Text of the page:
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April 02, 2013

Huge Win Over Big Coal Preserves Historic Kentucky Landmark

KY coal

Big Coal's overreach turned into a huge win for healthy air and clean water supporters in Kentucky when a proposed permit for a coal ash pit recently went up in smoke.

Louisville Gas & Electric (LG&E) and Kentucky Utilities Energy had targeted a Trimble County natural cave to dispose of about one million tons of coal ash waste each year. The state Division of Solid Waste Management denied the permit, siding with grassroots organizers and volunteers who worked two years to defeat it. The decision followed a unanimous state House of Representatives resolution that urged LG&E to consider an alternative.

"This is tremendous news for Trimble County families," said Sonia McElroy (pictured), a farmer who lives near the proposed site and led local residents in opposing the plan.

LG&E’s permit request also demonstrated Big Coal's complete disregard for history and sensitivity, pushing for the proposal even after evidence surfaced that the targeted cave was part of the Underground Railroad of the 1800s, when slaves sought freedom north of the Ohio River. As if that weren't enough: It is "unlawful to remove, kill, harm or otherwise disturb any naturally occurring organism" in Kentucky caves.

"This is one of those rare cases where a group of concerned citizens, in a rural area, take on a major company and win.  There's still more work to be done, but this speaks to the tremendous efforts of the dedicated families in Trimble County," said Lauren McGrath, a Sierra Club organizer in Kentucky.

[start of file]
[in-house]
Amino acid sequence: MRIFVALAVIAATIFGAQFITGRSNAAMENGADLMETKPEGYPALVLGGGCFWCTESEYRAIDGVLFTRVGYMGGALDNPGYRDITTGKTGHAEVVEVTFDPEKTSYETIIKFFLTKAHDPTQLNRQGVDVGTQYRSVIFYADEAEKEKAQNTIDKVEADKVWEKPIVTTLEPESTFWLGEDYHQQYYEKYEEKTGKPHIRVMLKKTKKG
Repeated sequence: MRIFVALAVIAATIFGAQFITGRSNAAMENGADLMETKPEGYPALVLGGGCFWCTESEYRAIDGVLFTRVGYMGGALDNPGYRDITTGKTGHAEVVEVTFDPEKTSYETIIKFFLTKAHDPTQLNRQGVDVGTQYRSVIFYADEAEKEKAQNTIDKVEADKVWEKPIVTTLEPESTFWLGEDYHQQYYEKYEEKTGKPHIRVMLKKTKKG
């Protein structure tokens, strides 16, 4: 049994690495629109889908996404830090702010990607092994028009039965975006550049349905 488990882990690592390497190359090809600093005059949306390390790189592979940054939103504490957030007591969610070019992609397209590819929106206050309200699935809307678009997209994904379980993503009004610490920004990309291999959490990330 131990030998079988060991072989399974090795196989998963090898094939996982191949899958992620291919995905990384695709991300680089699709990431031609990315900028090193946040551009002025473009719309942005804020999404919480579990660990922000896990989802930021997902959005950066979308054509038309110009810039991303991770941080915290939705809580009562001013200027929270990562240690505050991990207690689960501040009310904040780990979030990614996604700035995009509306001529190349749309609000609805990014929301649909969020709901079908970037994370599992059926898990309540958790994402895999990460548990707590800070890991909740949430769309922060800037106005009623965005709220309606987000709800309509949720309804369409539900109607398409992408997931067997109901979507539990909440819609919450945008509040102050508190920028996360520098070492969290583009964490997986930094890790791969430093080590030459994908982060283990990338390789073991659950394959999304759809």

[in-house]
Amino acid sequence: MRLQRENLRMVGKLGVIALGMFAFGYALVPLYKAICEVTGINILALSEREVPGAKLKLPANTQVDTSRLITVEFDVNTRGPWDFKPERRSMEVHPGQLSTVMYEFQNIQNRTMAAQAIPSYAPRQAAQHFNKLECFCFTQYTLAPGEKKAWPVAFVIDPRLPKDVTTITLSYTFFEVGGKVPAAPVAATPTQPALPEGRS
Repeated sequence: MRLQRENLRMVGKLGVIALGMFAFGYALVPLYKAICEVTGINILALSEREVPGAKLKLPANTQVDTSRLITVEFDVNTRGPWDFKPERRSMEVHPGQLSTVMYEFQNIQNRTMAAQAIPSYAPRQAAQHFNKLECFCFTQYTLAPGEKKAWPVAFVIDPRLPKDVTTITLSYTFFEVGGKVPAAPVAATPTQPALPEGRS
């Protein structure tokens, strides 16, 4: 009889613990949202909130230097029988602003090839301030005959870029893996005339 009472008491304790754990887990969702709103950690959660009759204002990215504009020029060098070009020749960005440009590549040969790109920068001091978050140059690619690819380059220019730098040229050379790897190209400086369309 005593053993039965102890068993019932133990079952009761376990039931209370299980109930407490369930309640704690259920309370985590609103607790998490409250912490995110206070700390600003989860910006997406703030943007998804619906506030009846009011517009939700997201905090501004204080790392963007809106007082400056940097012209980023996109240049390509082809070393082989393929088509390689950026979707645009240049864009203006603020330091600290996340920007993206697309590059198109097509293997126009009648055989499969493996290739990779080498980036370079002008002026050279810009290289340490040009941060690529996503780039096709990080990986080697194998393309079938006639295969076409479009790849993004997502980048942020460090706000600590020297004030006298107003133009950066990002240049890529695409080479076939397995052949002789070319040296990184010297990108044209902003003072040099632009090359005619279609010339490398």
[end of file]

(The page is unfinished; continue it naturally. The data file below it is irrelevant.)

This latest victory is another example of grassroots support continuing to build across the state. On Valentine’s Day, 1,500 Kentuckians marched and rallied at the state capitol to celebrate I Love Mountains Day. The rally was led by a coalition of groups demanding an end to mountaintop-removal mining.

The Beyond Coal movement is also resonating with young people on college campuses. Western Kentucky University has committed to moving beyond coal, and University of Kentucky students are rallying to kick coal money off campus

That being said, there will be more battles in the months to come.

"LG&E will probably come back with a new permit, and our residents are concerned about what the end game might look like," said Sierra Club National Organizing Director Bob Bingaman. "But for now we will enjoy this great victory for the people of Kentucky."

-- Brian Foley

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